On Oct. 28, the Town of Ithaca announced that it will undertake a $51,000 project to remove invasive plant species along the South Hill Recreation Way in hopes of promoting biodiversity and natural wildlife.
The project was inspired by the desire of the Town of Ithaca “to help promote biodiversity, provide shelter and food (nectar, pollen, seeds, nuts, leaves, etc.) for wildlife, and support pollinators,” wrote Michael Smith, senior planner of the Town of Ithaca, in a press release.
Smith went on to explain that because the invasive plants have “altered the native ecosystem … and do not provide the appropriate food or habitat for native wildlife,” they must be removed. This includes species such as Honeysuckle, Common Buckthorn, Japanese Barberry and Norway Maple. The replacements will be native trees and shrubs such as Sugar Maple, American Sycamore and White/Red Oaks, according to the press release.
The project will take place along the entire 3.4-mile-long South Hill Recreation Way during this fall and winter, said Smith. During the project, town staff and hired specialists will be cutting down woody invasive plants and treating the stumps with an herbicide on approximately 15 feet from each side of the trail, according to a press release sent by the Town of Ithaca.
During the course of this project, the trail will remain open, Smith told The Sun in an email.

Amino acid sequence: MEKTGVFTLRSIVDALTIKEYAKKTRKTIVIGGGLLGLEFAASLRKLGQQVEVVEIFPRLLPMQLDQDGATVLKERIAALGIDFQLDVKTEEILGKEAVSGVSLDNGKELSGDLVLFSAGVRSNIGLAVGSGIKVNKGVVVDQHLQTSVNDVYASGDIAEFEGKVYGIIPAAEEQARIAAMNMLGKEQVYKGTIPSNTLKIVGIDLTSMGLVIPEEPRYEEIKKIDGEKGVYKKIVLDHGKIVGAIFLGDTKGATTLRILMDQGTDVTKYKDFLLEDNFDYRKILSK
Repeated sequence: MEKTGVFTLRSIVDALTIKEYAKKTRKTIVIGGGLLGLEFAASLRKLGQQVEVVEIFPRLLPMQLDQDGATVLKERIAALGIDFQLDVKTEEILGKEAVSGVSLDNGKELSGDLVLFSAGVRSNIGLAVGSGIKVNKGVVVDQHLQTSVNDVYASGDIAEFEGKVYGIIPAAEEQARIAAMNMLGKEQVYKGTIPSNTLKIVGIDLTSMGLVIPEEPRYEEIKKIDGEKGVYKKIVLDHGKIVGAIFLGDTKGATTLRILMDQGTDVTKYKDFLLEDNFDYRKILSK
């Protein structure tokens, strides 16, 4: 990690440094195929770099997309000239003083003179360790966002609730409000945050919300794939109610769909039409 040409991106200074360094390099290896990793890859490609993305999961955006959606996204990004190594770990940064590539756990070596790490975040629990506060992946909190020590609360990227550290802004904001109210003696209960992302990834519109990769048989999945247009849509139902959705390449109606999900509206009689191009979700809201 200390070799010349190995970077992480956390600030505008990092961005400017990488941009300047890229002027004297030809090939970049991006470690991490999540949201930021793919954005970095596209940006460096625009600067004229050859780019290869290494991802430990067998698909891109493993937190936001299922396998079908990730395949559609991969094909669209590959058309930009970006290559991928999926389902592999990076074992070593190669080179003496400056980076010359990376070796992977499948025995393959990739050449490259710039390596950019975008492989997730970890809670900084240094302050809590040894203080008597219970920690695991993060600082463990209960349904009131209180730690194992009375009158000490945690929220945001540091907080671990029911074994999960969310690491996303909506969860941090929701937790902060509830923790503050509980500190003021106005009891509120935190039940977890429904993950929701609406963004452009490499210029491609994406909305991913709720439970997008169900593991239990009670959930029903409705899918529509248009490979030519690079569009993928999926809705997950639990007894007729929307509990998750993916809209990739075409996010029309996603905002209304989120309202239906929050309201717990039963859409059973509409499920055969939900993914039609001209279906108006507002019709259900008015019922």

However, even though no work will take place on private property, there will still be a noticeable effect on property owners nearby: “Adjacent private property owners may experience fewer plants between their property and the trail prior [and] a large amount of dead woody vegetation left to decay along the trail,” Smith said in the email.
Each year, the Town Board allocates money to be used towards eliminating invasive species on different Town-owned parks and trials. For example, over the past years, invasives were removed and native plants were planted [with] tree tubes or fences to protect them along the East Ithaca Recreation Way, according to Smith.
The $51,000 grant that the town received this year — issued by the Urban and Community Forestry Grants Program under the New York State Department of Environmental Conservatism — is limited to include “only the removal of woody invasive plants, so other invasives like swallow-wort or garlic mustard would not be removed as part of this project,” Smith said.
Smith hoped that this project will inspire private landowners along the trail to also participate in removing the invasive plants on their property. To better involve the community, the town plans to hold a public event towards the end of the project to help with the native planting next spring and summer.